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2017 - 2022 Suzuki SV650

2017 - 2022 Suzuki SV650

It’s the new look of the UJM standard

Suzuki continued with the evolution of the SV650 line with the all-new-in-2017 SV650. Built on the success of the original SV650 that covered 1999 through 2008, and its offspring, the SFV650 “Gladius,” the new ride carries the SV DNA into a new generation. With a revamped 645 cc engine, it has more horsepower than ever before.

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Drag Race: Suzuki Hayabusa & Kawasaki Ninja ZX-10R Go All Guns Blazing Against Each Other

Drag Race: Suzuki Hayabusa & Kawasaki Ninja ZX-10R Go All Guns Blazing Against Each Other

Spoiler alert: Evenly matched on power, both bikes are separated by JUST 0.07-seconds!

If you’re a regular visitor here (thank you!), you probably know that we love bringing you drag races that feature the iconic Suzuki Hayabusa, and this right here is another example.

In this duel, a stretched-out second-gen Suzuki Hayabusa goes up against an equally stretched-out 2019 Kawasaki Ninja ZX-10R and the result is closer than you can imagine.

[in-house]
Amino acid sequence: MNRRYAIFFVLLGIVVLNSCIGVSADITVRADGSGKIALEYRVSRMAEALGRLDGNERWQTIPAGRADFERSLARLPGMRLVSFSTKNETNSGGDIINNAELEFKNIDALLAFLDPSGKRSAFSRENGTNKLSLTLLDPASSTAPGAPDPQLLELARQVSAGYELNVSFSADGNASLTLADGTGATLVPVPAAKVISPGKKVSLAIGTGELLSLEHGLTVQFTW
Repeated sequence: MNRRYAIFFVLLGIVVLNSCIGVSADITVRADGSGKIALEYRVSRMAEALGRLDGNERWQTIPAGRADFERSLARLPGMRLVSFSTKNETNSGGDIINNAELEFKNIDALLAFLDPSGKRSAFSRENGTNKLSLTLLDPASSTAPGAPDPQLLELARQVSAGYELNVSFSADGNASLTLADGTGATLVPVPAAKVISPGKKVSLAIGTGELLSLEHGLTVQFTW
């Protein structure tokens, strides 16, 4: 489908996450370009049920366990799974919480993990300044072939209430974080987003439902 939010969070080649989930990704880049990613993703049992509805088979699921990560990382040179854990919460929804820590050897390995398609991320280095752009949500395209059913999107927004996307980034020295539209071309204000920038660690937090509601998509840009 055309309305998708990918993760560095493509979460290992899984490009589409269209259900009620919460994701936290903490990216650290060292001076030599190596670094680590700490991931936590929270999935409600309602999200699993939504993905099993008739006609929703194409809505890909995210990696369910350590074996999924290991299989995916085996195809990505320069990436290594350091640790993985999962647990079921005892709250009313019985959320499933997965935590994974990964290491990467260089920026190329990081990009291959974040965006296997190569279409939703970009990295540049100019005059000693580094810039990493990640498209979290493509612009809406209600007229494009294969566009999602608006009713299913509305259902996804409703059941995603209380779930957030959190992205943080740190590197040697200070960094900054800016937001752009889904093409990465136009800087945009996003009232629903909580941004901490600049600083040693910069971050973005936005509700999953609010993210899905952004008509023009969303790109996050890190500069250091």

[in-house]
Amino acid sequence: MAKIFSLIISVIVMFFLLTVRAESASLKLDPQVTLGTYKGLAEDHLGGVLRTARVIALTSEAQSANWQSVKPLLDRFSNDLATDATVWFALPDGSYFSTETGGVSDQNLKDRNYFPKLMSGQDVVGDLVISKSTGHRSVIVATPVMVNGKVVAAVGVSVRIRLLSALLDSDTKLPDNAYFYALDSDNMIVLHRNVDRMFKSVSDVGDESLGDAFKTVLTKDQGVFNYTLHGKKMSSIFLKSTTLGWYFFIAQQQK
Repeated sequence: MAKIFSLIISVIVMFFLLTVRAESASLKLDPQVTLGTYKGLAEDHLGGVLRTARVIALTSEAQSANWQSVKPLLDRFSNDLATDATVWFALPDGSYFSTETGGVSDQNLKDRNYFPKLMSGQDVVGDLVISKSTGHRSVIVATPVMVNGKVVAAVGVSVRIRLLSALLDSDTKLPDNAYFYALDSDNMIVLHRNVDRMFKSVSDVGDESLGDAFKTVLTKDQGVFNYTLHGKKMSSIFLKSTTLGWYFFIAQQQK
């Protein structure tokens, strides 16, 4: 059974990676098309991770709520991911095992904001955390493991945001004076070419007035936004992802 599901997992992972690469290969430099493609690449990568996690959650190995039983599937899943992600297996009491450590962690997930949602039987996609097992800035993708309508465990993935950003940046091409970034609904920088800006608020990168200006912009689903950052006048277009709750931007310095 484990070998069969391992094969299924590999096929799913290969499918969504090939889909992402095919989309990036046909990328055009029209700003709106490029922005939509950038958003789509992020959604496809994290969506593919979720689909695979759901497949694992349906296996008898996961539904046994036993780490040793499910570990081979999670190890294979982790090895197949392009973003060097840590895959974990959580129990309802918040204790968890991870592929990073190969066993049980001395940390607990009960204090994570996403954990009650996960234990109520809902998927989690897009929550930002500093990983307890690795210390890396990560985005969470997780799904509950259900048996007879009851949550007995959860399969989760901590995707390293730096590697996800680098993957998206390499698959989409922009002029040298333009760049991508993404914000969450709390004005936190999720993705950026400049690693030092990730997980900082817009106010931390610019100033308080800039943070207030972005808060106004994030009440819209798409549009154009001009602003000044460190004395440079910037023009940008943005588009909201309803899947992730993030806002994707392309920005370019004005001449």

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2016 - 2022 Harley-Davidson Iron 883

2016 - 2022 Harley-Davidson Iron 883

Nothing comes out of the hole like a Sporty

When Harley-Davidson makes changes to the Iron 883, they stay faithful to at least one important aspect – performance. While XL models have never been known as ’fast’ bikes, they certainly have a well-deserved reputation as ’quick’ bikes. Nothing in the Harley world comes out of the hole like a Sporty, or handles the corners like one, and the Iron 883 maintains that tradition with aplomb. Bikes like this show how the XL line has not only survived, but also thrived in the entry-level and sport-minded American markets.

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2018 - 2021 Harley-Davidson Iron 1200

2018 - 2021 Harley-Davidson Iron 1200